Syrian civilians who volunteered to join local Self Protection Units to protect their neighborhoods alongside the Syrian army stand near a picture of Syrian President Bashar al-Assad, right, and his late father, the former president Hafez al-Assad. (Omar Sanadiki/Reuters)

Frederic C. Hof, a senior fellow at the Atlantic Council’s Rafik Hariri Center for the Middle East, served as a special adviser for transition in Syria at the State Department in 2012.

President Obama recently told reporters in Manila that he cannot “foresee a situation in which we can end the civil war in Syria while Assad remains in power.” But according to the president , “it may take some months for the Russians and the Iranians and frankly some members of the Syrian government and ruling elites within the regime to recognize the truths that I just articulated.” Syrian President Bashar al- Assad himself told Italian state television that the diplomatic process supposedly launched in Vienna to transition away from him is nonsense. According to Syria’s barrel-bomber in chief, “ nothing can start before defeating the terrorists who occupy parts of Syria .” “Terrorist,” according to Assad, is anyone opposing him.

So much of Washington’s Syria policy has rested on wishing and hoping that others would recognize objective truths and act accordingly. The list goes back to 2011: Assad should choose to be part of the solution rather than the problem; Assad should step aside for the good of Syria; Assad should not use chemical weapons on his own people lest he cross a bright red line; Assad should read the words of the 2012 Geneva Final Communique and prepare to pack; Moscow should realize its military intervention in Syria will alienate it from the Sunni Muslim world; Iran should grasp the chance to become a normal state and a force for regional stability; everyone should recognize the incompatibility of uniting Syrians against the Islamic State with a continuing political role for Assad.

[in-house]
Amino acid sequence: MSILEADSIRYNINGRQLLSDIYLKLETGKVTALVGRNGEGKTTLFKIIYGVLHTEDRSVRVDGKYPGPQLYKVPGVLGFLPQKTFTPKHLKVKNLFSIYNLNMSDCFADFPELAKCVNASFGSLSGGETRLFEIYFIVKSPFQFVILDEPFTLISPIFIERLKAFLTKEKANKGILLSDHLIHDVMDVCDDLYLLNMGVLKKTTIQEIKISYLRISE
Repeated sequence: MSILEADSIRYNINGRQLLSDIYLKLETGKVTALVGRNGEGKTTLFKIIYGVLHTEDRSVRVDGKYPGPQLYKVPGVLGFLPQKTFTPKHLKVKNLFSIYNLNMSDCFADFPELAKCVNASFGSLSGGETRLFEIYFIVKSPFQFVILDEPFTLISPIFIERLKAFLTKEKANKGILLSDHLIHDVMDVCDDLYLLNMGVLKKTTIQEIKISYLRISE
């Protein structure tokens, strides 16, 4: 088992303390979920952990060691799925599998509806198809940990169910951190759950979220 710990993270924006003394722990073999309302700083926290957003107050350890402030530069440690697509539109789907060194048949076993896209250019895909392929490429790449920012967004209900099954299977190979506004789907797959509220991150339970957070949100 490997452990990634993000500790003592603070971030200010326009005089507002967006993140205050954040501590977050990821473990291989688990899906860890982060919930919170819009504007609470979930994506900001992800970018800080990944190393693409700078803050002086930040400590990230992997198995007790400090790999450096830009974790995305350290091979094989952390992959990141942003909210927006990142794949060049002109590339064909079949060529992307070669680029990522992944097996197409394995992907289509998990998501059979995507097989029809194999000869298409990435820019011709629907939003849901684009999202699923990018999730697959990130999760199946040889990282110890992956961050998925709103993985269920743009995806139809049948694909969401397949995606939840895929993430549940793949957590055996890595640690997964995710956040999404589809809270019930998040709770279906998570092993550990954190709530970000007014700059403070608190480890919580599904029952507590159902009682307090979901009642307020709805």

No doubt Syrians, Russians and Iranians would be much better off, and the world a safer place, if the president’s “truths” were taken to heart by their political leaders. Alas, these truths are not regarded by his adversaries — and, yes, they are his adversaries — as true. And even if they are objectively true, they are not self-actualizing. Yet this administration sometimes sees the alpha and omega of foreign policy as delivering the lecture and hoping the students get it. The approach is not new. Nearly 80 years ago some Western leaders were beginning action-free sentences with the words “Surely Herr Hitler realizes . . .”

Assad processes the fundamental truth of the matter differently from Obama. He sees Syria as his personal patrimony and constantly reminds the world he is going nowhere. As for his two enablers, it is not as if Moscow and Tehran are unaware of basic facts. They know that Assad is the single greatest obstacle to a united Syrian front against the Islamic State. They know Assad’s atrocities create recruits for the group. They do not care. Their respective interests do not attach primacy to the defeat of the Islamic State in Syria. For their own reasons, Iran and Russia wish, first and foremost, to keep Assad in place.